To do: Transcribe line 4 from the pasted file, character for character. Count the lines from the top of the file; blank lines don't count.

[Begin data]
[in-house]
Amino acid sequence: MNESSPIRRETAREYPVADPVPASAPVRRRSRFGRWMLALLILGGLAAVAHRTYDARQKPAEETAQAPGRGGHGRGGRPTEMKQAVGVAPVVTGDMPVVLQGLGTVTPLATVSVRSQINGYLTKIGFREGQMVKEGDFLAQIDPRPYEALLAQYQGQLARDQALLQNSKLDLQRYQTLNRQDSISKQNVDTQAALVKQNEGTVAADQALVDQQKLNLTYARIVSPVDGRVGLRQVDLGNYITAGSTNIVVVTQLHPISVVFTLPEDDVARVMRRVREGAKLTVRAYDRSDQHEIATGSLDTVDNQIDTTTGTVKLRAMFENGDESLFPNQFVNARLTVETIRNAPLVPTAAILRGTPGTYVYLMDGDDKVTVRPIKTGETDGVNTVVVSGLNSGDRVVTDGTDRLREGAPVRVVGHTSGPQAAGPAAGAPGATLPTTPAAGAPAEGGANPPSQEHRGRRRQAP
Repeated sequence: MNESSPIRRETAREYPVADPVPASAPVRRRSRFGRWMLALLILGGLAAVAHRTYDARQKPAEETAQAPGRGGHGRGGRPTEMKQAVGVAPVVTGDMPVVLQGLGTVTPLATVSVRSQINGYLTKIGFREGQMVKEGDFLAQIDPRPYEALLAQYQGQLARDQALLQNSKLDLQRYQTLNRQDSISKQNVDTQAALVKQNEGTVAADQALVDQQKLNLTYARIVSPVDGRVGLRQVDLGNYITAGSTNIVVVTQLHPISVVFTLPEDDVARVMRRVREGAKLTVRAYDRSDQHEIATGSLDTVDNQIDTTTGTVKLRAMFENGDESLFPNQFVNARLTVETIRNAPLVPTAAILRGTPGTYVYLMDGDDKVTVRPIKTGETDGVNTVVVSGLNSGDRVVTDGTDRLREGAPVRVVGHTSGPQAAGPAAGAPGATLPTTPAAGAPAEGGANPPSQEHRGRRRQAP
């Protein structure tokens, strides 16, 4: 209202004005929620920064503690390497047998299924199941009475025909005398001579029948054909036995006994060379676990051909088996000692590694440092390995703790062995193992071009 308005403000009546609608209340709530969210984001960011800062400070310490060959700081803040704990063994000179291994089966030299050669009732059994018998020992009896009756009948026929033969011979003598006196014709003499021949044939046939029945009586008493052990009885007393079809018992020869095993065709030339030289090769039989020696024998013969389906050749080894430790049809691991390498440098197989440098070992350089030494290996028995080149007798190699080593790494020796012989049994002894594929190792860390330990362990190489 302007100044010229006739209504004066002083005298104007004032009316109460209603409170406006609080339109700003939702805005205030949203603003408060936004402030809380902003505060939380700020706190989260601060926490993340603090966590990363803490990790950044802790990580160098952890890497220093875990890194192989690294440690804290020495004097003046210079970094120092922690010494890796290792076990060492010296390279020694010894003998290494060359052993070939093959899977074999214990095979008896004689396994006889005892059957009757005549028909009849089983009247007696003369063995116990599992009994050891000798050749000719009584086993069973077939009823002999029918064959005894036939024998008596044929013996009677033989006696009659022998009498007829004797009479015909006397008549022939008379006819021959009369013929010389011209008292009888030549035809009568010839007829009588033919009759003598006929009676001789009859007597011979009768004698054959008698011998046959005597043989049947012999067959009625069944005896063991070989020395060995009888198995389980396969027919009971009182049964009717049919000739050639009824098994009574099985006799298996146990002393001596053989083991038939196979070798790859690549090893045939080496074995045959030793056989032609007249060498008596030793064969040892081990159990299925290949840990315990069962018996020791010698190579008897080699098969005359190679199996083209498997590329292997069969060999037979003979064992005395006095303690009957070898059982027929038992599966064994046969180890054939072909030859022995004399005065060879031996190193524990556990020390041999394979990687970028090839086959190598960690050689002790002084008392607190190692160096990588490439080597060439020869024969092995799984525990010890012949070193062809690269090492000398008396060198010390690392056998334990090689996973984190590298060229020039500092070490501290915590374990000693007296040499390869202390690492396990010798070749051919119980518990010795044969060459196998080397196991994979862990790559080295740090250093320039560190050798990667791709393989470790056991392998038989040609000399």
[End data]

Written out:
């Protein structure tokens, strides 16, 4: 209202004005929620920064503690390497047998299924199941009475025909005398001579029948054909036995006994060379676990051909088996000692590694440092390995703790062995193992071009 308005403000009546609608209340709530969210984001960011800062400070310490060959700081803040704990063994000179291994089966030299050669009732059994018998020992009896009756009948026929033969011979003598006196014709003499021949044939046939029945009586008493052990009885007393079809018992020869095993065709030339030289090769039989020696024998013969389906050749080894430790049809691991390498440098197989440098070992350089030494290996028995080149007798190699080593790494020796012989049994002894594929190792860390330990362990190489 302007100044010229006739209504004066002083005298104007004032009316109460209603409170406006609080339109700003939702805005205030949203603003408060936004402030809380902003505060939380700020706190989260601060926490993340603090966590990363803490990790950044802790990580160098952890890497220093875990890194192989690294440690804290020495004097003046210079970094120092922690010494890796290792076990060492010296390279020694010894003998290494060359052993070939093959899977074999214990095979008896004689396994006889005892059957009757005549028909009849089983009247007696003369063995116990599992009994050891000798050749000719009584086993069973077939009823002999029918064959005894036939024998008596044929013996009677033989006696009659022998009498007829004797009479015909006397008549022939008379006819021959009369013929010389011209008292009888030549035809009568010839007829009588033919009759003598006929009676001789009859007597011979009768004698054959008698011998046959005597043989049947012999067959009625069944005896063991070989020395060995009888198995389980396969027919009971009182049964009717049919000739050639009824098994009574099985006799298996146990002393001596053989083991038939196979070798790859690549090893045939080496074995045959030793056989032609007249060498008596030793064969040892081990159990299925290949840990315990069962018996020791010698190579008897080699098969005359190679199996083209498997590329292997069969060999037979003979064992005395006095303690009957070898059982027929038992599966064994046969180890054939072909030859022995004399005065060879031996190193524990556990020390041999394979990687970028090839086959190598960690050689002790002084008392607190190692160096990588490439080597060439020869024969092995799984525990010890012949070193062809690269090492000398008396060198010390690392056998334990090689996973984190590298060229020039500092070490501290915590374990000693007296040499390869202390690492396990010798070749051919119980518990010795044969060459196998080397196991994979862990790559080295740090250093320039560190050798990667791709393989470790056991392998038989040609000399």